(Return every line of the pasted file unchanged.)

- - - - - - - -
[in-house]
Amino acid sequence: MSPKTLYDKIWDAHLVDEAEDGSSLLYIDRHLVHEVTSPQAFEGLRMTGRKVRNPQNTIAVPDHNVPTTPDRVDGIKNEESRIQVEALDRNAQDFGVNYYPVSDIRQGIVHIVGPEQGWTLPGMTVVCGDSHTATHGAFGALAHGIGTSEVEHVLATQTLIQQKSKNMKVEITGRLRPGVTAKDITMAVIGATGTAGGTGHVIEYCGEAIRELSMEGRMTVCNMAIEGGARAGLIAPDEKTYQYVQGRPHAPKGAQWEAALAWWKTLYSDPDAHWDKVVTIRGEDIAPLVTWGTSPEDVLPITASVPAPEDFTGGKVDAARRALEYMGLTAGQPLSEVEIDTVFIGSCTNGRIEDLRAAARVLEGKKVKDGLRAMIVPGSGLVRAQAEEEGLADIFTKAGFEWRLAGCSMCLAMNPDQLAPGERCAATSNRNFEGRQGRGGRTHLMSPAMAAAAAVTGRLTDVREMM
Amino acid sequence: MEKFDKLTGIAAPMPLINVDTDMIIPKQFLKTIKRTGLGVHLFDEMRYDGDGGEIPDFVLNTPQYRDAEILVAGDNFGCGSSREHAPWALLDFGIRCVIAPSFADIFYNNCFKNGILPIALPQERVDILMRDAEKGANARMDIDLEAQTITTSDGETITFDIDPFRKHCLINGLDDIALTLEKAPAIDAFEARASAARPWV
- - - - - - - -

[in-house]
Amino acid sequence: MSPKTLYDKIWDAHLVDEAEDGSSLLYIDRHLVHEVTSPQAFEGLRMTGRKVRNPQNTIAVPDHNVPTTPDRVDGIKNEESRIQVEALDRNAQDFGVNYYPVSDIRQGIVHIVGPEQGWTLPGMTVVCGDSHTATHGAFGALAHGIGTSEVEHVLATQTLIQQKSKNMKVEITGRLRPGVTAKDITMAVIGATGTAGGTGHVIEYCGEAIRELSMEGRMTVCNMAIEGGARAGLIAPDEKTYQYVQGRPHAPKGAQWEAALAWWKTLYSDPDAHWDKVVTIRGEDIAPLVTWGTSPEDVLPITASVPAPEDFTGGKVDAARRALEYMGLTAGQPLSEVEIDTVFIGSCTNGRIEDLRAAARVLEGKKVKDGLRAMIVPGSGLVRAQAEEEGLADIFTKAGFEWRLAGCSMCLAMNPDQLAPGERCAATSNRNFEGRQGRGGRTHLMSPAMAAAAAVTGRLTDVREMM
Amino acid sequence: MEKFDKLTGIAAPMPLINVDTDMIIPKQFLKTIKRTGLGVHLFDEMRYDGDGGEIPDFVLNTPQYRDAEILVAGDNFGCGSSREHAPWALLDFGIRCVIAPSFADIFYNNCFKNGILPIALPQERVDILMRDAEKGANARMDIDLEAQTITTSDGETITFDIDPFRKHCLINGLDDIALTLEKAPAIDAFEARASAARPWV